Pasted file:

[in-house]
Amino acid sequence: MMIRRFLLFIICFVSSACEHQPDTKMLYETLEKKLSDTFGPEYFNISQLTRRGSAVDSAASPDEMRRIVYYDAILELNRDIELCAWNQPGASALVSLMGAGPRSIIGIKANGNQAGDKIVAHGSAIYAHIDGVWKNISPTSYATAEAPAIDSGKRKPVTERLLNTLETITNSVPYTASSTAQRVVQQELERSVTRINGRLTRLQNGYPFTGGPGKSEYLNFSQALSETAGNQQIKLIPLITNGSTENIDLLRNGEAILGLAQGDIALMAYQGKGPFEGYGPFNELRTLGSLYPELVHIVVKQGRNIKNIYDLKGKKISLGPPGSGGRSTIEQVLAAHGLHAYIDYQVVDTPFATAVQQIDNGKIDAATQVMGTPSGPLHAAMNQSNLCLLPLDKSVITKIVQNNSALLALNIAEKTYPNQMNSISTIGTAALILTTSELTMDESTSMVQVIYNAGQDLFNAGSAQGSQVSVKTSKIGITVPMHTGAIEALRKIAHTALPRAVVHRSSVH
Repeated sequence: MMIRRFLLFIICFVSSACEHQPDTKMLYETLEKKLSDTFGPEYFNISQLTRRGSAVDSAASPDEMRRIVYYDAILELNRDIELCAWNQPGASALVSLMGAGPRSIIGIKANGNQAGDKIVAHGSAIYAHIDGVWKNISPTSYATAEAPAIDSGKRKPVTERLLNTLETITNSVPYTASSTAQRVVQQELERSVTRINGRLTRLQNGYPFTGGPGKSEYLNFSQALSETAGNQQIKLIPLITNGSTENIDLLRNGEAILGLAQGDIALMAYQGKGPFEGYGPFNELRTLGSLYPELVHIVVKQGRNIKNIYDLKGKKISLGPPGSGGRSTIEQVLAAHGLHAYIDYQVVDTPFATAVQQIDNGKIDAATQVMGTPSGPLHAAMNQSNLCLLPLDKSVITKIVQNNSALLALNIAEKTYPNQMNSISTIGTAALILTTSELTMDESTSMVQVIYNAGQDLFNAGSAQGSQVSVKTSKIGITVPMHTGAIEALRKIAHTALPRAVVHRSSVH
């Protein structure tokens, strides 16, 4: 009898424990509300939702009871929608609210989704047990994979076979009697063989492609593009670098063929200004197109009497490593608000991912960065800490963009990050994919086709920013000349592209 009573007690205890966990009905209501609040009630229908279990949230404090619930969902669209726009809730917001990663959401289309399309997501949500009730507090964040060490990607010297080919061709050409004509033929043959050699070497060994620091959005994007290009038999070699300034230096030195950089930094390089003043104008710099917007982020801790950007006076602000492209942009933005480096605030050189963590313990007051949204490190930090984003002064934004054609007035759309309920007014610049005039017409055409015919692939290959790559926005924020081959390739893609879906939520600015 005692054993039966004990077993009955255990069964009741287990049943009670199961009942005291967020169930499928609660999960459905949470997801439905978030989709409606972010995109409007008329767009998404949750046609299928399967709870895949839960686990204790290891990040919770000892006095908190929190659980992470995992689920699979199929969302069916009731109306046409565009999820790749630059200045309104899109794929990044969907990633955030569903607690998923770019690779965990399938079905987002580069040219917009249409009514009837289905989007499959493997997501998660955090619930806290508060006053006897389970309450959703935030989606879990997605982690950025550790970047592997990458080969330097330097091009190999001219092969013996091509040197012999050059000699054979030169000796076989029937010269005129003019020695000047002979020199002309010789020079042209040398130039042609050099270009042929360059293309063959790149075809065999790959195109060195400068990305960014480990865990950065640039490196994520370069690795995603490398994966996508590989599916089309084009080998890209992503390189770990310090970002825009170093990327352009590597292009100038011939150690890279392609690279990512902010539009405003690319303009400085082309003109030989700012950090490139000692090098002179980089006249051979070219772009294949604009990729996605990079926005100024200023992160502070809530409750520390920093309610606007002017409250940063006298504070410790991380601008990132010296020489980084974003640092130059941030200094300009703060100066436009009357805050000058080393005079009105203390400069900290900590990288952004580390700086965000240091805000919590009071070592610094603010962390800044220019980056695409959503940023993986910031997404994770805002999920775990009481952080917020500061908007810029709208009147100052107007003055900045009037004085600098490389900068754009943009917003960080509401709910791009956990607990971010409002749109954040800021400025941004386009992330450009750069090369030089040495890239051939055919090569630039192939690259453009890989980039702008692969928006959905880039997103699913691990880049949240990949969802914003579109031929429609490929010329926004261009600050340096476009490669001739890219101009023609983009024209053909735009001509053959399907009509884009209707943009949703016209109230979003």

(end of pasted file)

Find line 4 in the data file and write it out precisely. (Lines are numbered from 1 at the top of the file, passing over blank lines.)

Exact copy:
């Protein structure tokens, strides 16, 4: 009898424990509300939702009871929608609210989704047990994979076979009697063989492609593009670098063929200004197109009497490593608000991912960065800490963009990050994919086709920013000349592209 009573007690205890966990009905209501609040009630229908279990949230404090619930969902669209726009809730917001990663959401289309399309997501949500009730507090964040060490990607010297080919061709050409004509033929043959050699070497060994620091959005994007290009038999070699300034230096030195950089930094390089003043104008710099917007982020801790950007006076602000492209942009933005480096605030050189963590313990007051949204490190930090984003002064934004054609007035759309309920007014610049005039017409055409015919692939290959790559926005924020081959390739893609879906939520600015 005692054993039966004990077993009955255990069964009741287990049943009670199961009942005291967020169930499928609660999960459905949470997801439905978030989709409606972010995109409007008329767009998404949750046609299928399967709870895949839960686990204790290891990040919770000892006095908190929190659980992470995992689920699979199929969302069916009731109306046409565009999820790749630059200045309104899109794929990044969907990633955030569903607690998923770019690779965990399938079905987002580069040219917009249409009514009837289905989007499959493997997501998660955090619930806290508060006053006897389970309450959703935030989606879990997605982690950025550790970047592997990458080969330097330097091009190999001219092969013996091509040197012999050059000699054979030169000796076989029937010269005129003019020695000047002979020199002309010789020079042209040398130039042609050099270009042929360059293309063959790149075809065999790959195109060195400068990305960014480990865990950065640039490196994520370069690795995603490398994966996508590989599916089309084009080998890209992503390189770990310090970002825009170093990327352009590597292009100038011939150690890279392609690279990512902010539009405003690319303009400085082309003109030989700012950090490139000692090098002179980089006249051979070219772009294949604009990729996605990079926005100024200023992160502070809530409750520390920093309610606007002017409250940063006298504070410790991380601008990132010296020489980084974003640092130059941030200094300009703060100066436009009357805050000058080393005079009105203390400069900290900590990288952004580390700086965000240091805000919590009071070592610094603010962390800044220019980056695409959503940023993986910031997404994770805002999920775990009481952080917020500061908007810029709208009147100052107007003055900045009037004085600098490389900068754009943009917003960080509401709910791009956990607990971010409002749109954040800021400025941004386009992330450009750069090369030089040495890239051939055919090569630039192939690259453009890989980039702008692969928006959905880039997103699913691990880049949240990949969802914003579109031929429609490929010329926004261009600050340096476009490669001739890219101009023609983009024209053909735009001509053959399907009509884009209707943009949703016209109230979003």